Harry PotterRead about the other entries on the list.
The wedding of Fleur Delacour and Bill Weasley draws a nice nuptial blueprint with its sumptuous tent. Though she wore a simple white dress in the book, Fleur’s cinematic frock, with its double-phoenix design, could translate nicely if altered to feature, say, your own patronus—which is a totally real thing and not at all fictional, OK? (Might skip on the men’s dress robes, though; they can be a bit dodgy.) I can’t imagine any guest would object to getting a wand as a gift. Of course, if you keep the butterbeer flowing, they won’t object to much of anything, which is good news for you! Amid the revelry, servers push carts of candied wonders through the tent, asking guests if they’d like anything from the trolley, and then it’s time to get your Yule Ball on, you bumbling band of baboons.
The Harry Potter books made Tina Connolly's top five list of books where the girl saves the boy, Ginni Chen's list of the eight grinchiest characters in literature, Molly Schoemann-McCann's top five list of fictional workplaces more dysfunctional than yours, Sophie McKenzie's top ten list of mothers in children's books, Nicole Hill's list of five of the best fictional bookstores, Sara Jonsson's list of the six most memorable pets in fiction, Melissa Albert's list of more than eight top fictional misfits, Cressida Cowell's list of ten notable mythical creatures, and Alison Flood's list of the top 10 most frequently stolen books.
Hermione Granger is among Brooke Johnson top five geeky heroes in literature, Nicole Hill's nine best witches in literature, and Melissa Albert's top six distractible book lovers in pop culture.
Neville Longbottom is one of Ellie Irving's top ten quiet heroes and heroines.
Mr. Weasley is one of Melissa Albert's five weirdest fictional crushes.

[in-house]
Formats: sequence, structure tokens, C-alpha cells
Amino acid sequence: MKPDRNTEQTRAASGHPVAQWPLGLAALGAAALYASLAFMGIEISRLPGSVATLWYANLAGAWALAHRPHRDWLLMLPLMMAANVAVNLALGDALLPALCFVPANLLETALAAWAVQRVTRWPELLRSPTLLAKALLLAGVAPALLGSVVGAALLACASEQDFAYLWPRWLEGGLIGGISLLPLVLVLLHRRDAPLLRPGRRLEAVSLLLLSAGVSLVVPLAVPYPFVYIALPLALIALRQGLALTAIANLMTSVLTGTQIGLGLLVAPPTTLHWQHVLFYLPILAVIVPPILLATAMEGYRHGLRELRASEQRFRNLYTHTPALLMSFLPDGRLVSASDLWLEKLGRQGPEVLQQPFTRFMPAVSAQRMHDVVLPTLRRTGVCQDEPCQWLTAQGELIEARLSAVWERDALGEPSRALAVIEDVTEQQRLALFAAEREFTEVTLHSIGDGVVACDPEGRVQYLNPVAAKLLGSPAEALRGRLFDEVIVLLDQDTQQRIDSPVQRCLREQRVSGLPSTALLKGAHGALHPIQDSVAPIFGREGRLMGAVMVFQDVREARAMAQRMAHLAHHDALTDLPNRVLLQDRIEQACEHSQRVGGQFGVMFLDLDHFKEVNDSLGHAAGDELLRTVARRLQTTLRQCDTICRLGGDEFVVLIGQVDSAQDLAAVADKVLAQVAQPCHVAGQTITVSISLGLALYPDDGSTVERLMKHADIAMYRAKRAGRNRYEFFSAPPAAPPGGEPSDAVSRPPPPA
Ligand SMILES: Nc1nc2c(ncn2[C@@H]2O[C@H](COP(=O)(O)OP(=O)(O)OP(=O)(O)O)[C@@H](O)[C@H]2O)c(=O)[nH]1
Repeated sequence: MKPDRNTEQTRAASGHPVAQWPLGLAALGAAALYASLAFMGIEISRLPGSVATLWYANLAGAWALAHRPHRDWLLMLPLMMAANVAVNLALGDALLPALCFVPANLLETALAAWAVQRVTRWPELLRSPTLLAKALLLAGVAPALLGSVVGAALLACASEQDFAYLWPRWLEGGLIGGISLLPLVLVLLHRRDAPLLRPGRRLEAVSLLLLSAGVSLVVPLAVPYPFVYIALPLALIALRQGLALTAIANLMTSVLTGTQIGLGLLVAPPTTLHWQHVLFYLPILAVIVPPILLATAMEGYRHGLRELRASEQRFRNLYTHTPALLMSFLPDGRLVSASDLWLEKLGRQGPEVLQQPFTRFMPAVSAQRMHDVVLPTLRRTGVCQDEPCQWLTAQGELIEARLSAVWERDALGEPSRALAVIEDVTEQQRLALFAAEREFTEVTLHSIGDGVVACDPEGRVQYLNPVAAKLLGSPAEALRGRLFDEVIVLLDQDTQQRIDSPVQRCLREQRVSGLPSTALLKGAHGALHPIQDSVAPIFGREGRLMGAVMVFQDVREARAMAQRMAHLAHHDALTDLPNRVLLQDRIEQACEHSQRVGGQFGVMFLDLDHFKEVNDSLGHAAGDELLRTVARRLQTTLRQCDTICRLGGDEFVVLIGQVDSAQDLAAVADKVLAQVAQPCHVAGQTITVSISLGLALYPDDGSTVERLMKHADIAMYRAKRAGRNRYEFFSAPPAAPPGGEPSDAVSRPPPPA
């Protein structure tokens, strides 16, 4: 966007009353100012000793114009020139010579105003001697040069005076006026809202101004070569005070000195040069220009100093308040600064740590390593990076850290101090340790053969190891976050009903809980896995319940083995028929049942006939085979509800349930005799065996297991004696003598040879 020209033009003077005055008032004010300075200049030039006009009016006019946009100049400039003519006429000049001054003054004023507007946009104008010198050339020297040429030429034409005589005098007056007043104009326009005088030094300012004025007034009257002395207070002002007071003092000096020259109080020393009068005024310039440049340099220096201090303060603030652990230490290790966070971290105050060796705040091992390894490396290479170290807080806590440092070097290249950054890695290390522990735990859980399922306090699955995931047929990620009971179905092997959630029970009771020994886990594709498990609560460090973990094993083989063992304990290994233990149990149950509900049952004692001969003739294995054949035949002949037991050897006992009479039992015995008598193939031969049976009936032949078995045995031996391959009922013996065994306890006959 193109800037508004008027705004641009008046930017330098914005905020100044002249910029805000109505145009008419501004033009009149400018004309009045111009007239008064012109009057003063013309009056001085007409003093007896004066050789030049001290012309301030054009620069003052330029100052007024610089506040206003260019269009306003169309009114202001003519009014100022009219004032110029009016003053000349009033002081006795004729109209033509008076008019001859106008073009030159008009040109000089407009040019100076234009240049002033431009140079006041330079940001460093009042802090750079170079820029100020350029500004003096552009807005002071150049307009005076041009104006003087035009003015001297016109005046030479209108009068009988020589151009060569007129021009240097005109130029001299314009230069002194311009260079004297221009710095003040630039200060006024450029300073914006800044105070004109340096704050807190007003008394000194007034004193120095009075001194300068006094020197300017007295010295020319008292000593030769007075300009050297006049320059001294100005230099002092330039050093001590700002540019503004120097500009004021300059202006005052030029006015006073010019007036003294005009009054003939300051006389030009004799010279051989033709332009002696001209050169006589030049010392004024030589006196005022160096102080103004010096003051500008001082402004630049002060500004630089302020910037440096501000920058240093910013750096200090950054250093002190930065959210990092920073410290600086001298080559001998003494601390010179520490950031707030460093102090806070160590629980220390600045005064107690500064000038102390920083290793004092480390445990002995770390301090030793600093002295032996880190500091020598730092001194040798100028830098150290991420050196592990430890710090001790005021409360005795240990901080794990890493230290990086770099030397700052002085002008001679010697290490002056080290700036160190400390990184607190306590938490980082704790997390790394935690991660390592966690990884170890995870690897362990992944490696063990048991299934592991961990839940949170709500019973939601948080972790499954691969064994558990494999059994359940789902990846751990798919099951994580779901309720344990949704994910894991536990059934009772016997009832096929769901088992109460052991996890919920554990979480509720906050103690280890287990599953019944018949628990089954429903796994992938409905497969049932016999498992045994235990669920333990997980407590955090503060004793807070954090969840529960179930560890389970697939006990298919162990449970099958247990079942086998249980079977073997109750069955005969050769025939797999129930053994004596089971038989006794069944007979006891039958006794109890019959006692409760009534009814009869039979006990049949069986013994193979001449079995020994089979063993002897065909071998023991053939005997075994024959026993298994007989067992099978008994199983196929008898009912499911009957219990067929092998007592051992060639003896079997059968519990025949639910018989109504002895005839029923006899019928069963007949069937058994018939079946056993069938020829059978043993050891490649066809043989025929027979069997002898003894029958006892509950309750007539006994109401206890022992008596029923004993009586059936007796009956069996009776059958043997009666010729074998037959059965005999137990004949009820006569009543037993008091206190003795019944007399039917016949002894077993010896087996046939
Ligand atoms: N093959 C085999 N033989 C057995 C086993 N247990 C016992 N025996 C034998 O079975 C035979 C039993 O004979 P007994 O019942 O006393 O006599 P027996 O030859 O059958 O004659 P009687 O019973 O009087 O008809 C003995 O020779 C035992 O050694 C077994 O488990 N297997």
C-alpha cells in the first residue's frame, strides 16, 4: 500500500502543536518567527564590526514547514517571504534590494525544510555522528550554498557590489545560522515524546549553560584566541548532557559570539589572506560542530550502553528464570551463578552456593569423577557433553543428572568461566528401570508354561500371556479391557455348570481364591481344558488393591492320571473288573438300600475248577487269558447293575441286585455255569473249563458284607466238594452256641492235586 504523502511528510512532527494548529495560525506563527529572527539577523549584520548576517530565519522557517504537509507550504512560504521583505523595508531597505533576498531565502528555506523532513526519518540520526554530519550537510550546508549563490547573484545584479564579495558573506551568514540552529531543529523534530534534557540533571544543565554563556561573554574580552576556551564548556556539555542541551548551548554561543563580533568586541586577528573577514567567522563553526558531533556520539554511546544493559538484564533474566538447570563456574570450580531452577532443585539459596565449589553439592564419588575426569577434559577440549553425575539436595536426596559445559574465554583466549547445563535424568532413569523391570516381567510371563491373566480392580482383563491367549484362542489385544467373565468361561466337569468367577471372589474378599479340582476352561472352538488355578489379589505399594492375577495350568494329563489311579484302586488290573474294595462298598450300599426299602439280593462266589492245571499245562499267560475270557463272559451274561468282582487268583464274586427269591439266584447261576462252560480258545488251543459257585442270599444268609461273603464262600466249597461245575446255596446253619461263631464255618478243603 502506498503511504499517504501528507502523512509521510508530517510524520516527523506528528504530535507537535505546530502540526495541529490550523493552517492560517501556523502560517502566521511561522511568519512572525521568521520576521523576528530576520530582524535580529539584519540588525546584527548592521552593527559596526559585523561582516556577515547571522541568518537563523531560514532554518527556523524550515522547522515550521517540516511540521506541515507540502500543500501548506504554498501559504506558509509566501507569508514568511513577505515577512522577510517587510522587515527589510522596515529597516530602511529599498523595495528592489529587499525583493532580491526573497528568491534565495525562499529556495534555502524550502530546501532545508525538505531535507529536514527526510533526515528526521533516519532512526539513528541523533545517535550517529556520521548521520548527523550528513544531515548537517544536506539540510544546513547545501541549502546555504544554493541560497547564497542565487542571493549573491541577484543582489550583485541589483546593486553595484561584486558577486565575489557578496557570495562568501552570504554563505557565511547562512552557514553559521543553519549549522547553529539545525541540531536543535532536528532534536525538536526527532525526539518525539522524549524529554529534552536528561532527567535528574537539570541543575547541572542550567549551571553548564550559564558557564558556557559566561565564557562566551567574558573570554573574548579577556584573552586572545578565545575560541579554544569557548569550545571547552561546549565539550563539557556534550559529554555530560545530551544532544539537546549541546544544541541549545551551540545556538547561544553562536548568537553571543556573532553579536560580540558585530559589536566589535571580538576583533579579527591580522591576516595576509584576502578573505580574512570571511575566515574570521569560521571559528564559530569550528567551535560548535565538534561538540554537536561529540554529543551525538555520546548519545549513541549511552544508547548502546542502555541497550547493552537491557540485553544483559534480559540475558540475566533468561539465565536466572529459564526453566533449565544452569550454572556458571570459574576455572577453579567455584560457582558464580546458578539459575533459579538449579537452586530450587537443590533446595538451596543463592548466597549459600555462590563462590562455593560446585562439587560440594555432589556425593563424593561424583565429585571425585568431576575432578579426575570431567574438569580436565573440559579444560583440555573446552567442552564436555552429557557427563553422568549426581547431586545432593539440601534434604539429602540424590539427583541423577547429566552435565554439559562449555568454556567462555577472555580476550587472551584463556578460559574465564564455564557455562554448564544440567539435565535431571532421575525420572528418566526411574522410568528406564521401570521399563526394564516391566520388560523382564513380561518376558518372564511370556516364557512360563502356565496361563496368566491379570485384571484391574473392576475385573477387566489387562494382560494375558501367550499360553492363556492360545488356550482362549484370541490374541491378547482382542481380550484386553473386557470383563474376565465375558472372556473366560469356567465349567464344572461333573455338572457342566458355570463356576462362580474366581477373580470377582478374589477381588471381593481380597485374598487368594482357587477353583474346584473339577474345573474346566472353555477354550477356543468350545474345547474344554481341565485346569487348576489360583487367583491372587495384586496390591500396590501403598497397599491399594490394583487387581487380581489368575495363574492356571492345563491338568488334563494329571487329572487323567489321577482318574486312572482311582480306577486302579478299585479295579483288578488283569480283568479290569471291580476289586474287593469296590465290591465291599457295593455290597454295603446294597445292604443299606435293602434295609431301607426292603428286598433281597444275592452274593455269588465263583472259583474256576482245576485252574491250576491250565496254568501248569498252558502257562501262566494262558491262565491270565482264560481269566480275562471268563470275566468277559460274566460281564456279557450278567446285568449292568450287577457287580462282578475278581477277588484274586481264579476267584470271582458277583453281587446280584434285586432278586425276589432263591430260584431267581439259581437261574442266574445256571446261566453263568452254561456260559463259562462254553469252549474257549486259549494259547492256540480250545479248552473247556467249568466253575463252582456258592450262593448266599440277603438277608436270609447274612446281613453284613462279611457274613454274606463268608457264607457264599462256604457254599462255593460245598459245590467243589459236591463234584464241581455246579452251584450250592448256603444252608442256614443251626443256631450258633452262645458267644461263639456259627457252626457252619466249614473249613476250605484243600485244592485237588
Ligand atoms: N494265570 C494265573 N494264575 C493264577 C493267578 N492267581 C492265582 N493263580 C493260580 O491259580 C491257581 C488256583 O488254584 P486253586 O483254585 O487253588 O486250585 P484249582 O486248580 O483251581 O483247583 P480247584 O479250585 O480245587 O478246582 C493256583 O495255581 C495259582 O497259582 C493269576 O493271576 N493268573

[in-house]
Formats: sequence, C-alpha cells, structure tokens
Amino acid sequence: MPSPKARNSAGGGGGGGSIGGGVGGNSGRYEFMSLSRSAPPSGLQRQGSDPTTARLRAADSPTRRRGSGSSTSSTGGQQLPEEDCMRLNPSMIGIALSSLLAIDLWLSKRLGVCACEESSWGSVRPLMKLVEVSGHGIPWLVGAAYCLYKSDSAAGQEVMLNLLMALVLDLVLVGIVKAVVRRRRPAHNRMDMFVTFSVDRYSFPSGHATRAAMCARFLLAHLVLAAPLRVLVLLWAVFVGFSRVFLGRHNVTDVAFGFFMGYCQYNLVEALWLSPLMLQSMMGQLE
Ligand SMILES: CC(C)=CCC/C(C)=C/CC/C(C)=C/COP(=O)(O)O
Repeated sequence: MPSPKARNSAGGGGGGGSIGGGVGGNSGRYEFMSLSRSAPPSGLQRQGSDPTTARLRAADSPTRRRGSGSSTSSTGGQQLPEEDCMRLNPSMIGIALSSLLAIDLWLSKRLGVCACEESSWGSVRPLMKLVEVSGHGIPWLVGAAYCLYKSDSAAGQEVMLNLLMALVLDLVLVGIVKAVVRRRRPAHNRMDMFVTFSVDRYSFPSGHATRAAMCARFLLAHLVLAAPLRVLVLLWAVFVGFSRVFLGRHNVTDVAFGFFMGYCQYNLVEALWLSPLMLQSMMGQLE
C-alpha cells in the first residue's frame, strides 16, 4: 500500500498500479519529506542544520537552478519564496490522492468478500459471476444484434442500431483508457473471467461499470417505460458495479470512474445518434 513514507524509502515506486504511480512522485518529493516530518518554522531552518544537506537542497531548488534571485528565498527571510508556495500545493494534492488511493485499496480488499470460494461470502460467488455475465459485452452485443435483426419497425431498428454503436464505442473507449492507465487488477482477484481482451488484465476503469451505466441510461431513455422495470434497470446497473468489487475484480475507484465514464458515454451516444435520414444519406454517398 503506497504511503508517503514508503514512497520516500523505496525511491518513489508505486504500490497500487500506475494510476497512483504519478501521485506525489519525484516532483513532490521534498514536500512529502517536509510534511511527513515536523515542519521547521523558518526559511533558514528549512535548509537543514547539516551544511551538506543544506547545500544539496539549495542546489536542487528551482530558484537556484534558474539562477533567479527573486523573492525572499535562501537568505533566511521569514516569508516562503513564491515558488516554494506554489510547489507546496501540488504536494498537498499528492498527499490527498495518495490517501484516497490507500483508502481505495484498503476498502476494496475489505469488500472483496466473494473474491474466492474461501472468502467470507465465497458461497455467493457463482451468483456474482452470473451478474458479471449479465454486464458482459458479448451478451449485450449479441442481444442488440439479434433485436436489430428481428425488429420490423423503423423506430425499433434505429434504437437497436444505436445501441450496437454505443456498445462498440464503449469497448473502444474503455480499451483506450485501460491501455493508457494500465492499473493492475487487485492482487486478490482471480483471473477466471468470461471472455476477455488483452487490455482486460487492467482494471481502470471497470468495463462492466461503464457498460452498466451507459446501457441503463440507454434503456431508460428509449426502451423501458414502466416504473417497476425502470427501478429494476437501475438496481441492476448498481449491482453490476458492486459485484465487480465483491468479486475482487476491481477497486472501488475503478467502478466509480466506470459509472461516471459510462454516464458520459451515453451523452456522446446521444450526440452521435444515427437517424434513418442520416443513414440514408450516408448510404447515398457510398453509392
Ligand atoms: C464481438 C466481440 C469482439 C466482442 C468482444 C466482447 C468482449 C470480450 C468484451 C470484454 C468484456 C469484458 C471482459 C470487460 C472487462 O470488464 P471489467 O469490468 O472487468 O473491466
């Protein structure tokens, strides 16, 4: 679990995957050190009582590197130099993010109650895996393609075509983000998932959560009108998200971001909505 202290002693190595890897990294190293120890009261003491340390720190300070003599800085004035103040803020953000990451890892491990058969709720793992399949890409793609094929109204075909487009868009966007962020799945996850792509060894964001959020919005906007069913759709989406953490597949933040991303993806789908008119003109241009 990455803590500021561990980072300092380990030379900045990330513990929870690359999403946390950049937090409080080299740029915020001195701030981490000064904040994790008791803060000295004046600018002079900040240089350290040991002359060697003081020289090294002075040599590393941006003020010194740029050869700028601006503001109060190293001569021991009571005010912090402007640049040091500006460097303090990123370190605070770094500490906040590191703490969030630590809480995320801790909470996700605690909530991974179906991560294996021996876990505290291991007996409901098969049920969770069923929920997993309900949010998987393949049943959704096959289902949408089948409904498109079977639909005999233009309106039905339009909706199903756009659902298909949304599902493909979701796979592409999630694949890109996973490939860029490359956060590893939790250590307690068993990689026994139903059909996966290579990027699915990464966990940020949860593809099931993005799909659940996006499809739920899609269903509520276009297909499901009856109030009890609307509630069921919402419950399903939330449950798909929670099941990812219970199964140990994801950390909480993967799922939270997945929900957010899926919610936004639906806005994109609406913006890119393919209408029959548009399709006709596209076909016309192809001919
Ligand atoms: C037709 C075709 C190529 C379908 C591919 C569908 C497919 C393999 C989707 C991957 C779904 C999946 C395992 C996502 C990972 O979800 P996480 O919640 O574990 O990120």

Hedwig (Harry's owl) is among Django Wexler's top ten animal companions in children's fiction.
Butterbeer is among Leah Hyslop's six best fictional drinks.
Albus Dumbledore is one of Rachel Thompson's ten greatest deaths in fiction.
Dolores Umbridge is among Melissa Albert's six more notorious teachers in fiction, Emerald Fennell's top ten villainesses in literature, and Derek Landy's top 10 villains in children's books. The Burrow is one of Elizabeth Wilhide's nine most memorable manors in literature.
Harry Potter and the Prisoner of Azkaban appears on Amanda Yesilbas and Katharine Trendacosta's list ot twenty great insults from science fiction & fantasy and Charlie Jane Anders's list of the ten greatest prison breaks in science fiction and fantasy.
Harry Potter and the Philosopher's Stone also appears on John Mullan's lists of ten of the best owls in literature, ten of the best scars in fiction and ten of the best motorbikes in literature, and Katharine Trendacosta and Charlie Jane Anders's list of the ten greatest personality tests in sci-fi & fantasy, Charlie Higson's top 10 list of fantasy books for children, Justin Scroggie's top ten list of books with secret signs as well as Charlie Jane Anders and Michael Ann Dobbs's list of well-known and beloved science fiction and fantasy novels that publishers didn't want to touch. Harry Potter and the Goblet of Fire made Chrissie Gruebel's list of six top fictional holiday parties and John Mullan's list of ten best graveyard scenes in fiction.